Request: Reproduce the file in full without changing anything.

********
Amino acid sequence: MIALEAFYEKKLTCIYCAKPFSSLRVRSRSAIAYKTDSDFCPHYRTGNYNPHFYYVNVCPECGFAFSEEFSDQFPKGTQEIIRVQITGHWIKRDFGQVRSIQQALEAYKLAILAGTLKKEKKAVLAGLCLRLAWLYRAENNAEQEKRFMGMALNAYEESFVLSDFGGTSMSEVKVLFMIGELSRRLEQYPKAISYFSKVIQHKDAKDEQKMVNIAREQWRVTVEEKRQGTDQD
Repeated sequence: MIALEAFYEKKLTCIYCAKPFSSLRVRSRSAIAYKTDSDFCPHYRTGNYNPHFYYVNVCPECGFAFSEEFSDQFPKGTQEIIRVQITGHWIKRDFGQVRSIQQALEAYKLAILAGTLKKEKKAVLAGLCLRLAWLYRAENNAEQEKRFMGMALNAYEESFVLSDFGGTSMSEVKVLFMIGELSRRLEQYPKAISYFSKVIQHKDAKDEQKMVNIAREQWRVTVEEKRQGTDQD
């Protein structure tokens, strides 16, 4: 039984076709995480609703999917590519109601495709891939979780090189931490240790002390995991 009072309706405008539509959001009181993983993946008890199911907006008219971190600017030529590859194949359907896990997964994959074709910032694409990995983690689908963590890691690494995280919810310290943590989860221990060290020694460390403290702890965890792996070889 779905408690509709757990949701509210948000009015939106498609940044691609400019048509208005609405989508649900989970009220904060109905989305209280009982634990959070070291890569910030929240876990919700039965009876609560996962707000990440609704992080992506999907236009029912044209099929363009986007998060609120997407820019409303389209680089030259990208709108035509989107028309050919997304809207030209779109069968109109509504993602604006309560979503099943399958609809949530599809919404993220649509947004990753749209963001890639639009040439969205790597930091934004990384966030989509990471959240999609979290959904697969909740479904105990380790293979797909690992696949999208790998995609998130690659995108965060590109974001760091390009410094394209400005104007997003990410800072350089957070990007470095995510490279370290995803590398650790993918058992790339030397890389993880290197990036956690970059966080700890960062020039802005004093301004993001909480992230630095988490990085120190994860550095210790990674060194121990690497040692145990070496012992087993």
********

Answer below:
Amino acid sequence: MIALEAFYEKKLTCIYCAKPFSSLRVRSRSAIAYKTDSDFCPHYRTGNYNPHFYYVNVCPECGFAFSEEFSDQFPKGTQEIIRVQITGHWIKRDFGQVRSIQQALEAYKLAILAGTLKKEKKAVLAGLCLRLAWLYRAENNAEQEKRFMGMALNAYEESFVLSDFGGTSMSEVKVLFMIGELSRRLEQYPKAISYFSKVIQHKDAKDEQKMVNIAREQWRVTVEEKRQGTDQD
Repeated sequence: MIALEAFYEKKLTCIYCAKPFSSLRVRSRSAIAYKTDSDFCPHYRTGNYNPHFYYVNVCPECGFAFSEEFSDQFPKGTQEIIRVQITGHWIKRDFGQVRSIQQALEAYKLAILAGTLKKEKKAVLAGLCLRLAWLYRAENNAEQEKRFMGMALNAYEESFVLSDFGGTSMSEVKVLFMIGELSRRLEQYPKAISYFSKVIQHKDAKDEQKMVNIAREQWRVTVEEKRQGTDQD
């Protein structure tokens, strides 16, 4: 039984076709995480609703999917590519109601495709891939979780090189931490240790002390995991 009072309706405008539509959001009181993983993946008890199911907006008219971190600017030529590859194949359907896990997964994959074709910032694409990995983690689908963590890691690494995280919810310290943590989860221990060290020694460390403290702890965890792996070889 779905408690509709757990949701509210948000009015939106498609940044691609400019048509208005609405989508649900989970009220904060109905989305209280009982634990959070070291890569910030929240876990919700039965009876609560996962707000990440609704992080992506999907236009029912044209099929363009986007998060609120997407820019409303389209680089030259990208709108035509989107028309050919997304809207030209779109069968109109509504993602604006309560979503099943399958609809949530599809919404993220649509947004990753749209963001890639639009040439969205790597930091934004990384966030989509990471959240999609979290959904697969909740479904105990380790293979797909690992696949999208790998995609998130690659995108965060590109974001760091390009410094394209400005104007997003990410800072350089957070990007470095995510490279370290995803590398650790993918058992790339030397890389993880290197990036956690970059966080700890960062020039802005004093301004993001909480992230630095988490990085120190994860550095210790990674060194121990690497040692145990070496012992087993």